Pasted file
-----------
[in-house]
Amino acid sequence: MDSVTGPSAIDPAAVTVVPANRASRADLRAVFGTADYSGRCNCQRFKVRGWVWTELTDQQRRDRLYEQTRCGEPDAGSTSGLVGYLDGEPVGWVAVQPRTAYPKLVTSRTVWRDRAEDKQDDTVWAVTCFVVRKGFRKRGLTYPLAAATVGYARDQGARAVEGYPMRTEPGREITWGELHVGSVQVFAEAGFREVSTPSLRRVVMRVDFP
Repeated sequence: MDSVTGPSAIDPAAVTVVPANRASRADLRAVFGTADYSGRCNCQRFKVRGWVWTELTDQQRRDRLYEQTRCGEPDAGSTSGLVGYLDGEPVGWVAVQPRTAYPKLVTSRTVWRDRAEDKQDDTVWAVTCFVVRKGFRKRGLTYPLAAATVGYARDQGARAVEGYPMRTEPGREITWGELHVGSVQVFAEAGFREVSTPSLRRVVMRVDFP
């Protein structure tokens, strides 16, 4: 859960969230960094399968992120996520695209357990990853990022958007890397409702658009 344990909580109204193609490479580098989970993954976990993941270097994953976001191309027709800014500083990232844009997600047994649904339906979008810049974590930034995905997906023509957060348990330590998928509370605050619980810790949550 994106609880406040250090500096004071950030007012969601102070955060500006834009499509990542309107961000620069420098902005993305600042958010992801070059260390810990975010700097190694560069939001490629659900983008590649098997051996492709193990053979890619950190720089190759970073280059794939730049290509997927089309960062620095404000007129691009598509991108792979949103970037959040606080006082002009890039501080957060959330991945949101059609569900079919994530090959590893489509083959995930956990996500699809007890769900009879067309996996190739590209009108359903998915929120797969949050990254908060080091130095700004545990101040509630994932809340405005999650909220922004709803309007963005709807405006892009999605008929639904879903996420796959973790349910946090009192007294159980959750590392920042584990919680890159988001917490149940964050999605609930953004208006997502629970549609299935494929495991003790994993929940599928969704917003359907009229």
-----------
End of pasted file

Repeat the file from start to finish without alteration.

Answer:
[in-house]
Amino acid sequence: MDSVTGPSAIDPAAVTVVPANRASRADLRAVFGTADYSGRCNCQRFKVRGWVWTELTDQQRRDRLYEQTRCGEPDAGSTSGLVGYLDGEPVGWVAVQPRTAYPKLVTSRTVWRDRAEDKQDDTVWAVTCFVVRKGFRKRGLTYPLAAATVGYARDQGARAVEGYPMRTEPGREITWGELHVGSVQVFAEAGFREVSTPSLRRVVMRVDFP
Repeated sequence: MDSVTGPSAIDPAAVTVVPANRASRADLRAVFGTADYSGRCNCQRFKVRGWVWTELTDQQRRDRLYEQTRCGEPDAGSTSGLVGYLDGEPVGWVAVQPRTAYPKLVTSRTVWRDRAEDKQDDTVWAVTCFVVRKGFRKRGLTYPLAAATVGYARDQGARAVEGYPMRTEPGREITWGELHVGSVQVFAEAGFREVSTPSLRRVVMRVDFP
């Protein structure tokens, strides 16, 4: 859960969230960094399968992120996520695209357990990853990022958007890397409702658009 344990909580109204193609490479580098989970993954976990993941270097994953976001191309027709800014500083990232844009997600047994649904339906979008810049974590930034995905997906023509957060348990330590998928509370605050619980810790949550 994106609880406040250090500096004071950030007012969601102070955060500006834009499509990542309107961000620069420098902005993305600042958010992801070059260390810990975010700097190694560069939001490629659900983008590649098997051996492709193990053979890619950190720089190759970073280059794939730049290509997927089309960062620095404000007129691009598509991108792979949103970037959040606080006082002009890039501080957060959330991945949101059609569900079919994530090959590893489509083959995930956990996500699809007890769900009879067309996996190739590209009108359903998915929120797969949050990254908060080091130095700004545990101040509630994932809340405005999650909220922004709803309007963005709807405006892009999605008929639904879903996420796959973790349910946090009192007294159980959750590392920042584990919680890159988001917490149940964050999605609930953004208006997502629970549609299935494929495991003790994993929940599928969704917003359907009229």